southern italy food cookbook review mamma agata

If there is one thing expats in southern Italy can agree on, it’s that we have the. best. food. in the country. Ok, ok, expats in other parts of Italy … back off! Your food rocks, too. But I have that whole southern pride thing going on and nothing makes me prouder than reviewing a cookbook that epitomizes southern Italian cooking-and Mamma Agata: Simple and Genuine does just that.

Oh yes, discerning readers, you’ve heard of Mamma Agata before. Last year my good friend Laura of Ciao Amalfi! reviewed Mamma Agata: Simple and Genuine here on My Bella Vita and she, too, loved the book.

Rather than rehash everything Laura said about how much fun the cookbook is to read, how simple and genuine the recipes are, how much you’ll truly like the author, Chiara and her family, I’m gonna tell you how this cookbook got me over a culinary hump.

You see, one of the first southern Italian dishes I fell in love with was Parmigiana di Melanzane, or eggplant parmesan. My father-in-law makes a great version and I often ask him to make it when friends or family come to visit. But I just couldn’t do it myself.

Oh, I tried.

And I tried.

And I tried some more.

But my parmigiana was always too soggy or too oily or too tasteless.

Until now.

I knew it was fate when I received my review copy of Mamma Agata’s cookbook and flipped it open to the parmigiana recipe. It spans three pages in the cookbook, making it one of the most time-consuming, if not most difficult, recipes in the book. But I was up for the challenge.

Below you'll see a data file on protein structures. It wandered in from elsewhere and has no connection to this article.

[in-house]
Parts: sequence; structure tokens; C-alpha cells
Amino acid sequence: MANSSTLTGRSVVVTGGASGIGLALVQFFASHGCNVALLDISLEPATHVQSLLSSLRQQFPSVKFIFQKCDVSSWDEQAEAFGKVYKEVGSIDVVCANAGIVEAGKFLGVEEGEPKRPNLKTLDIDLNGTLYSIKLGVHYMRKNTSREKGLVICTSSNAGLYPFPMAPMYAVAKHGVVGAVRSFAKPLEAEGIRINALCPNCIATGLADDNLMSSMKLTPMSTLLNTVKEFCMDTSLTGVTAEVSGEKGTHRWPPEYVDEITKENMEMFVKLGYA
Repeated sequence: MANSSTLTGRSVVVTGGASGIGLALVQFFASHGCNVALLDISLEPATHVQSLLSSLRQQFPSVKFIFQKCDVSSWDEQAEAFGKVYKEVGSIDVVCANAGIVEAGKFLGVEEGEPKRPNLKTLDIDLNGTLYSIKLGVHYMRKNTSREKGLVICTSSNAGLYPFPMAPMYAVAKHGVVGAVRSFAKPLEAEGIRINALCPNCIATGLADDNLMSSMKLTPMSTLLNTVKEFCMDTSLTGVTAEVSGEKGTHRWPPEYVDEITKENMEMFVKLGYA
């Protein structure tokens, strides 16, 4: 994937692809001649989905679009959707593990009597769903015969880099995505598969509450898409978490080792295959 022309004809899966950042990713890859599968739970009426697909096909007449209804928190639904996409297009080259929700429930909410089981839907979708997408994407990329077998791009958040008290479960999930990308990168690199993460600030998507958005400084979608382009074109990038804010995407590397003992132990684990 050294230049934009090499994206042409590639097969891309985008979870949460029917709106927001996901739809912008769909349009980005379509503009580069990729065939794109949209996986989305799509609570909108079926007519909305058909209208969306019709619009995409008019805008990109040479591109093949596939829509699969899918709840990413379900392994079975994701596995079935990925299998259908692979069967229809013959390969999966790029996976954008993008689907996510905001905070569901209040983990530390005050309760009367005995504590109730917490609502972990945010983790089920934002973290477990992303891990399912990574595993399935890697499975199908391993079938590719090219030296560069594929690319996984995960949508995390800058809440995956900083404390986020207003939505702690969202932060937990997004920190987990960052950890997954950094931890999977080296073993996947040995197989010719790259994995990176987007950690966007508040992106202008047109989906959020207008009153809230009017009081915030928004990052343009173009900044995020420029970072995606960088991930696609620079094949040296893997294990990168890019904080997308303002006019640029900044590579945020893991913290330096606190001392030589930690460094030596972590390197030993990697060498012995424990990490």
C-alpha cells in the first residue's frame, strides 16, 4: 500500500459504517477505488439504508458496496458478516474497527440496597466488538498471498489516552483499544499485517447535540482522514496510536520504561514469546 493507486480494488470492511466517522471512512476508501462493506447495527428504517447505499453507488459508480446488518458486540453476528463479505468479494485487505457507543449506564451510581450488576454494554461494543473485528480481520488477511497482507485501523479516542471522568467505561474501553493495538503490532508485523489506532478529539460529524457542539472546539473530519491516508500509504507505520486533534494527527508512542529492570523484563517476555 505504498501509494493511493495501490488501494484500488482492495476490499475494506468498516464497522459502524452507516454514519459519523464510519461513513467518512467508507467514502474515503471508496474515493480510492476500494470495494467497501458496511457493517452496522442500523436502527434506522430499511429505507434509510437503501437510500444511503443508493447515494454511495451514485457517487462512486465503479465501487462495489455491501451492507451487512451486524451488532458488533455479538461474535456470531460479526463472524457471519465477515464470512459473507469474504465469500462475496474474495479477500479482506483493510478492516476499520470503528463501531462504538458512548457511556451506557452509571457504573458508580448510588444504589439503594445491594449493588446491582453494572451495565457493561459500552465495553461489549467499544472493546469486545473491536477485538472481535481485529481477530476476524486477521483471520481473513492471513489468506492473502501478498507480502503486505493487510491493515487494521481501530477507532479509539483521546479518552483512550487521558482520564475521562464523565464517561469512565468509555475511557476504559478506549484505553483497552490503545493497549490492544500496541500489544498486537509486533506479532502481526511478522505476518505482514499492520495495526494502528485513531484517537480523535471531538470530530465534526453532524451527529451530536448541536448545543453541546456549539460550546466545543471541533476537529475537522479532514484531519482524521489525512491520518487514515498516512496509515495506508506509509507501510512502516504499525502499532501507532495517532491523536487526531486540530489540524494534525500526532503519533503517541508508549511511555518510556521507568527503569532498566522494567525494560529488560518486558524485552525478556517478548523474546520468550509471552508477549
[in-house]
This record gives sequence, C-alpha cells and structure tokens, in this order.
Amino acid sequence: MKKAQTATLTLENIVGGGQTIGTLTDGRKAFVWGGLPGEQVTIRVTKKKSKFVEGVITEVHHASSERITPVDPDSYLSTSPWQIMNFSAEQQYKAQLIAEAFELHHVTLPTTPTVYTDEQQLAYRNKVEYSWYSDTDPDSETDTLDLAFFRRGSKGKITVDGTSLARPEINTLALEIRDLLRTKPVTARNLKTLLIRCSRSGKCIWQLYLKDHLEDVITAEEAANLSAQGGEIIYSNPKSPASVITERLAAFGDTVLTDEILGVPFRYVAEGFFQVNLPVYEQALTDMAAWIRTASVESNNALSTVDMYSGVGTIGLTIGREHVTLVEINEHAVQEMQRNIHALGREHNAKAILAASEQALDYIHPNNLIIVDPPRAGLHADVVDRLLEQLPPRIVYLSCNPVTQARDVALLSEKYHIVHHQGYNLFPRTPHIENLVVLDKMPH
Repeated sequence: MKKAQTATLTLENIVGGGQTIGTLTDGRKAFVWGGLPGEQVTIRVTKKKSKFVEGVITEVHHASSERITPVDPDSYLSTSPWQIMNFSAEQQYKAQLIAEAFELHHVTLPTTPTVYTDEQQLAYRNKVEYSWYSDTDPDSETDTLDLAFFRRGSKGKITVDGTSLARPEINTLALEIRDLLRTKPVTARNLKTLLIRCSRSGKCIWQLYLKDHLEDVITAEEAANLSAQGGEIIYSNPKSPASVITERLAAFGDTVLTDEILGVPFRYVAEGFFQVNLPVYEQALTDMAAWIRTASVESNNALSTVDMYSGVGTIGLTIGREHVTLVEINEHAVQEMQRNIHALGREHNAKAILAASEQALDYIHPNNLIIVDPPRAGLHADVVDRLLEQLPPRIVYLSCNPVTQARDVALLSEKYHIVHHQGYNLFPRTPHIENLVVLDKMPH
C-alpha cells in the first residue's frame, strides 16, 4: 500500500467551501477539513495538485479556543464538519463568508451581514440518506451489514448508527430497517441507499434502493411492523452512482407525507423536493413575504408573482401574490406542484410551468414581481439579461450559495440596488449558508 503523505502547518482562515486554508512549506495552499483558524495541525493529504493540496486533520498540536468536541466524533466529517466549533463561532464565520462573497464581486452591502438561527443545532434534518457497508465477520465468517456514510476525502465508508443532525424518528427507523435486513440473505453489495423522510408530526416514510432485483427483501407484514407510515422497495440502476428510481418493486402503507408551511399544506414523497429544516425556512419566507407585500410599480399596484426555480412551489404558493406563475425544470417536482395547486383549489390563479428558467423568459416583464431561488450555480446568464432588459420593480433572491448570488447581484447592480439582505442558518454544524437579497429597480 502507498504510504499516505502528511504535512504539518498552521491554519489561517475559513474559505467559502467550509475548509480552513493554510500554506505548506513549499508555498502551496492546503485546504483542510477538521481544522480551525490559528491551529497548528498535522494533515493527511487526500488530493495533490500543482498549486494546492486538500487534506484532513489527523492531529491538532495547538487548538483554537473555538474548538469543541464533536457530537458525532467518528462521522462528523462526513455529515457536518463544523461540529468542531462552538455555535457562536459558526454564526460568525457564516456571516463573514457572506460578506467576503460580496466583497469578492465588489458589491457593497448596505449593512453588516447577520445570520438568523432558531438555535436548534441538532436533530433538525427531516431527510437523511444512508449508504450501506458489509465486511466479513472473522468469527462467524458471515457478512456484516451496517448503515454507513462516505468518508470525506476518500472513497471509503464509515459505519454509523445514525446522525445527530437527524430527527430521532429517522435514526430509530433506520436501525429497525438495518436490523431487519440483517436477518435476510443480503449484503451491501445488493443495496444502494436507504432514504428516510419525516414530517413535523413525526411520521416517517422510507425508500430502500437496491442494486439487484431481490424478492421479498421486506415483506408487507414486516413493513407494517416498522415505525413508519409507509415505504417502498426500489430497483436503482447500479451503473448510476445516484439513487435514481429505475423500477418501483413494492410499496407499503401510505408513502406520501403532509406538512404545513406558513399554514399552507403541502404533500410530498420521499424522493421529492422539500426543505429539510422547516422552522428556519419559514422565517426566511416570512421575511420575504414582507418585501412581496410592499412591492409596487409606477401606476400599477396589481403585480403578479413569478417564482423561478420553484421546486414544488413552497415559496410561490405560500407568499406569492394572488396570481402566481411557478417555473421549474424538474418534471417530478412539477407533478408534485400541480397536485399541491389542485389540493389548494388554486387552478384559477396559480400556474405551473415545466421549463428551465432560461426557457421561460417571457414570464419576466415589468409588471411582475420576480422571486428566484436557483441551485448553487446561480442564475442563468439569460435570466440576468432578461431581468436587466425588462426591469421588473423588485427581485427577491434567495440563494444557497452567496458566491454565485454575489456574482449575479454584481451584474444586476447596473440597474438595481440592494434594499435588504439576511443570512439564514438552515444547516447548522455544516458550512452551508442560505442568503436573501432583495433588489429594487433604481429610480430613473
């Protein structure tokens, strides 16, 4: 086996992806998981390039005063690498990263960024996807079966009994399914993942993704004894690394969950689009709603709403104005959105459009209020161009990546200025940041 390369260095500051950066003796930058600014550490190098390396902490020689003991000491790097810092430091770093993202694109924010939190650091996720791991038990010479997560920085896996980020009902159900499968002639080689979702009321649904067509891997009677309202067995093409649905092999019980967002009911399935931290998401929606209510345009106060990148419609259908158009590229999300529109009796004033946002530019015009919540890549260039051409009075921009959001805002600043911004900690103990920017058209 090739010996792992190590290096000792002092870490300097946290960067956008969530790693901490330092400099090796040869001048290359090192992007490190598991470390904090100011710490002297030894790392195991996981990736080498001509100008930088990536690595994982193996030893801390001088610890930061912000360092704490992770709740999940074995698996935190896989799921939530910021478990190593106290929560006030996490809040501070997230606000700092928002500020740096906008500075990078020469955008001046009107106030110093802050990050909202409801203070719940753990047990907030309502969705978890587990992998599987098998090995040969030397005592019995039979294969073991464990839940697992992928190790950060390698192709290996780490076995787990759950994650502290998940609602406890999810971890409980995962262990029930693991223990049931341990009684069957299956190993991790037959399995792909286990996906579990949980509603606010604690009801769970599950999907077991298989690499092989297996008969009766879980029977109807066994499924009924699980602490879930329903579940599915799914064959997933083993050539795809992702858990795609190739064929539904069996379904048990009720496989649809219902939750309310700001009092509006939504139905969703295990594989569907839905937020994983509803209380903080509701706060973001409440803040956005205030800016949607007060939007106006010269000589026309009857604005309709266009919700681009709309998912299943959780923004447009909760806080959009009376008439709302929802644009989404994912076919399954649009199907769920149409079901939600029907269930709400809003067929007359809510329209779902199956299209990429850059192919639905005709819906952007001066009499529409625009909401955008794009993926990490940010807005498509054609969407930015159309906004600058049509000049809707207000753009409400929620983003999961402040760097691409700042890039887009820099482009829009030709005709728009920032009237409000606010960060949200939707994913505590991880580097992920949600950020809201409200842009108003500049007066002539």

I read the recipe from top to bottom … a couple of times … and prepped for the big occasion. About half-way through my husband came in to offer a hand.

“Oh no, you don’t!” I told him.

“This is my dish … all mine. And I want all of the credit for it.”

And Mamma Agata did I deserve some credit!

For the first time in almost a decade of trying to perfect a parmigiana, my dish held tightly together. The layers were distinct and precise. The flavors harmonized and the colors sang.

Ok-maybe that’s a bit dramatic. But suffice it to say, that parmigiana was g-o-o-d.

So good, in fact, that we had it again the next day. I heated mine first … my husband ate it straight from the fridge.

So what are you waiting for? Stop droolin’ over my parmigiana and go make your own. You can get your copy of Mamma Agata: Simple and Genuine here. If you make some of the dishes, please come back and tell me. I’d love to celebrate your culinary successes with you, as well.

Want a private lesson on southern Italian cooking from Mamma Agata? Click here to see how I can incorporate that into your southern Italy itinerary.

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